Like the last three chapters of McComiskey’s Teaching College Composition as a Social Process, I have much to say, and too much to think about when it comes to his text. This chapter culminates my entire view of what is at stake in not just teaching college composition, but in being human. To approach each other in symmetrical, reciprocal difference is to view us all as others—human each-others.
Maybe this comes from having read a good deal of Derrida on my own. Maybe it is because I’ve relied upon more holistic ways of thinking about a global culture my entire life, and never felt like disparity and segregation were ever positive means of treating each other. Like I said, it might be me.
I could quote this whole thing and go line-by-line through it to discuss all the interesting, inflectional turns my friend Bruce makes. But I don’t have time for that. And you all might be bored. Are any of you even reading this anyway? So, I’ll stick to two.
Discursive formations (networks of language, terministic screens that condition perception and organize power relations) normalize human agents, presenting to them modes of discourse that do not threaten the status quo and concealing from them potentially liberatory modes of discourse. (70)
This is a direct reference to Foucault’s work in our field. What McComiskey does by this is show how our dominant discourse censors us, and “normalizes” us into more verbally palatable sameness. This very act of normalization seeks to take away our inherent differences—our ways of being in the world—and lumps us into form-fitting categories. But this is a violation of human nature. We are different, collectively. In order to account and resist lumping categories that restrict our identities, we need to see things and every each-other’s differences differently.
Here we look, at great length, McComiskey’s take on Derrida (be still my heart):
This paradoxical practice, this opening of the heading to the other, this postmodern formation of identity in alliance with difference (rather than in modernist opposition to it) implies a number of duties: “welcoming foreigners in order not only to integrate them but to recognize and accept their alterity” ; “criticizing a religion of capital that institutes its dogmatism under new guises,” and “cultivating the virtue of such critique, of the critical idea, the critical tradition, but also submitting it, beyond critique and questioning, to a deconstructive genealogy that thinks and exceeds it without yet compromising it” (77); assuming “an idea of democracy” that is “never simply given” and “remains to be thought”; “respecting differences, idioms, minorities, singularities, but also the…desire for translation, agreement and univocity, the law of the majority, opposition to racism, nationalism, and xenophobia” (78); “respecting all that is not placed under the authority of reason,” such as faith (78-79). We all have the duty, the responsibility to “think, speak, and act in compliance with this double contradictory imperative” (79). Through these practices, Derrida argues, we can articulate postmodern subjectivities that are not mutually exclusive, and we can live in a postmodern world without being paralyzed by the violence of warring factions. (74)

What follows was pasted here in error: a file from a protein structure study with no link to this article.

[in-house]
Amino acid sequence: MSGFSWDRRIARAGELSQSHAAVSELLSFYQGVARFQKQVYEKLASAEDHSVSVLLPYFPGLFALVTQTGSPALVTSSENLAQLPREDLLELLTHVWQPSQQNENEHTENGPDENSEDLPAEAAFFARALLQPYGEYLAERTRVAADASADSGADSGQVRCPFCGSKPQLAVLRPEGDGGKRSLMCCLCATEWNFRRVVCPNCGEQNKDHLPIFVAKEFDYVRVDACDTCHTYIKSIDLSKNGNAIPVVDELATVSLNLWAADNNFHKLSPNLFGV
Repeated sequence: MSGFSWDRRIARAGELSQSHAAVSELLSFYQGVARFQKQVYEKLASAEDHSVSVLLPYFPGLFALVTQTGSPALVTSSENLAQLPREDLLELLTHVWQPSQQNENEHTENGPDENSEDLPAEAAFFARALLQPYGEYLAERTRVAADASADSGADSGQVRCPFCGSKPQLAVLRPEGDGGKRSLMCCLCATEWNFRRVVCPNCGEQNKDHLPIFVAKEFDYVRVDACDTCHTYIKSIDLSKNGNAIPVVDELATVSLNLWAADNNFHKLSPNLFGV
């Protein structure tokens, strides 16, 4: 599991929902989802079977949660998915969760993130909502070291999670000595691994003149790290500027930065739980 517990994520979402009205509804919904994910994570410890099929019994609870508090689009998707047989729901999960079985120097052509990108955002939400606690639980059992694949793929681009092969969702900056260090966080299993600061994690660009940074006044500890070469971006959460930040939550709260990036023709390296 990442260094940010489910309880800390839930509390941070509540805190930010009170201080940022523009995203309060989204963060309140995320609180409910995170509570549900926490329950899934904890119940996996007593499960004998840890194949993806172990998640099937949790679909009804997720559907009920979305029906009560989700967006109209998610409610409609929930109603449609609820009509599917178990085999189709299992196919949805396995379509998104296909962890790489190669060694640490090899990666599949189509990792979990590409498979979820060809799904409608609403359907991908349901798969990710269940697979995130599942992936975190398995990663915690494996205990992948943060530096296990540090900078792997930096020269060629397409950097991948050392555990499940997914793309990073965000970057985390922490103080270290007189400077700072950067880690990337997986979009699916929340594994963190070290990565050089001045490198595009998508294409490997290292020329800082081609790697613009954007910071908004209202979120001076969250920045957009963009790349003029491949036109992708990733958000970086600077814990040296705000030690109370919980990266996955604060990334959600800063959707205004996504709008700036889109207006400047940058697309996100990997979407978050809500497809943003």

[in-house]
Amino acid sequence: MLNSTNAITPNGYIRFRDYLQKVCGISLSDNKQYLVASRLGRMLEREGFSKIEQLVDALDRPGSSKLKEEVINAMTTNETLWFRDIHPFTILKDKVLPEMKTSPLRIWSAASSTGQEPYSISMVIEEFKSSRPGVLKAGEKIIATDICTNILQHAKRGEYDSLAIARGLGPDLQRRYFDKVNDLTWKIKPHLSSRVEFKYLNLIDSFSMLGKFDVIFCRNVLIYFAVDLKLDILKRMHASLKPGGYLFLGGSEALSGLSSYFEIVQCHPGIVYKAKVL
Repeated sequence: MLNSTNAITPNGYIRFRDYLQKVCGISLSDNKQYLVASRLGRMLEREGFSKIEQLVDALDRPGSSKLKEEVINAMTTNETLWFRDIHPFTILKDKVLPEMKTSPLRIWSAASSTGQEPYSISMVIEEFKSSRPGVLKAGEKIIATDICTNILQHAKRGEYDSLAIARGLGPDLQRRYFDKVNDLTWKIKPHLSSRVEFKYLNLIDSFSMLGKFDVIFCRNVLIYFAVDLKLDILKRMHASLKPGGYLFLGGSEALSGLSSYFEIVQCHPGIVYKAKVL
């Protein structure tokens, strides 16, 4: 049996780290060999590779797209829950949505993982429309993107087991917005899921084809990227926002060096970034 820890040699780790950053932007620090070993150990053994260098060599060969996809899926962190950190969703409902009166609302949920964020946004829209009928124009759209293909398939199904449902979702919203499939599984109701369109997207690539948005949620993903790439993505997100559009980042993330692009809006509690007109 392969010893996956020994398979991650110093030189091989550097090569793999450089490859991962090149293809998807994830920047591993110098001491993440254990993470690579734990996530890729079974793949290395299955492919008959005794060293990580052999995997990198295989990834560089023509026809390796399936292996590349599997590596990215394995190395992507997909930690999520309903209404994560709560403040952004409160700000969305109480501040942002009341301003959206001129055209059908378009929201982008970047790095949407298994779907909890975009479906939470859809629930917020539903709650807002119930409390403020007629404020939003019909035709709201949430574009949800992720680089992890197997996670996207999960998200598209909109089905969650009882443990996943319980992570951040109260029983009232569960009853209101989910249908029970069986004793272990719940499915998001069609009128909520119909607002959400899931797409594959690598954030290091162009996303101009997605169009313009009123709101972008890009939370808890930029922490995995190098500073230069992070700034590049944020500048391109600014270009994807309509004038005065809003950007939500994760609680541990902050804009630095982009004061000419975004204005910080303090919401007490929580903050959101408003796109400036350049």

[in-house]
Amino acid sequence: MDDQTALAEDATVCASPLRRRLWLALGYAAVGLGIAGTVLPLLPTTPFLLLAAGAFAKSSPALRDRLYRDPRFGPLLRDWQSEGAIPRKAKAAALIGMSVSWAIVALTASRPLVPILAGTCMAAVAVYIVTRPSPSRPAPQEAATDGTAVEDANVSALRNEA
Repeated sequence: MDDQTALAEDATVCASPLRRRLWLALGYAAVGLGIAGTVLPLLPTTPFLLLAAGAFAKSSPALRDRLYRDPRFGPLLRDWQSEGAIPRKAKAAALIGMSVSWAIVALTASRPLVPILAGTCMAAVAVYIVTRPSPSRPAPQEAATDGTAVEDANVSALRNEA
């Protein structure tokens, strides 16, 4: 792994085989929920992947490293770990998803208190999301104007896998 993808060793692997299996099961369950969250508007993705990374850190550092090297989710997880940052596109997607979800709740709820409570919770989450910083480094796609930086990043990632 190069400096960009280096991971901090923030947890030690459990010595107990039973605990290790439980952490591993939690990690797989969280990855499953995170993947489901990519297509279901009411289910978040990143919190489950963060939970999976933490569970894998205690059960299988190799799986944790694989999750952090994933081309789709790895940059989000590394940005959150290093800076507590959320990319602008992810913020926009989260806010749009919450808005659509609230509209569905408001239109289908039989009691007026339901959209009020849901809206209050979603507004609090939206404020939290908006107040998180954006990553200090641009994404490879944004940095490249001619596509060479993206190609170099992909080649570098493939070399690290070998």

I suppose it is most useful to unpack this dense quote a bit. Derrida does something really different (pun!) with what most of us may see as the pomo blues; he actually rationalizes it—maybe even “normalizes” it. How is this possible?! C’est tres possible! Derrida pushes us to see postmodernism as the mechanism for change in regard to acceptance from the troubling “modernist opposition”. Because of the ruptures in structuralism and fragmentation within modernism, postmodernism’s lean toward deconstruction leaves room for difference. In a lot of ways, postmodernism is in constant deconstruction with itself. This is why we have trouble getting ourselves outside (or past) it. Yet for all of its chaos, postmodernism’s self-created ruptures are where the essences of difference reside.
Postmodern identities are, I argue, sustainably uncomposed. This means that the very chaos that creates the pomo blues also requires that we consistently negotiate our identities upon reaching new information. This brings us back to McComiskey’s earlier argument (Chapter 2 was it?) where he says negotiation is necessary for social process rhetorical inquiry. I believe so. At any rate, this is what postmodernism mandates: negotiation. Without firm centres of information localizing us permanently, we must negotiate and renegotiate who we are within new discourses as they appear and resonate in our lives. And here is difference ever-seeking us out. Be it new cultural discourses, marginality, (dis)ability, ad infinitum, we are made aware of difference at every discursive venture and adventure. To submit to this (t)ruth is to normalize postmodernism, and thus, deconstruct it. How? Well that is another post, isn’t it?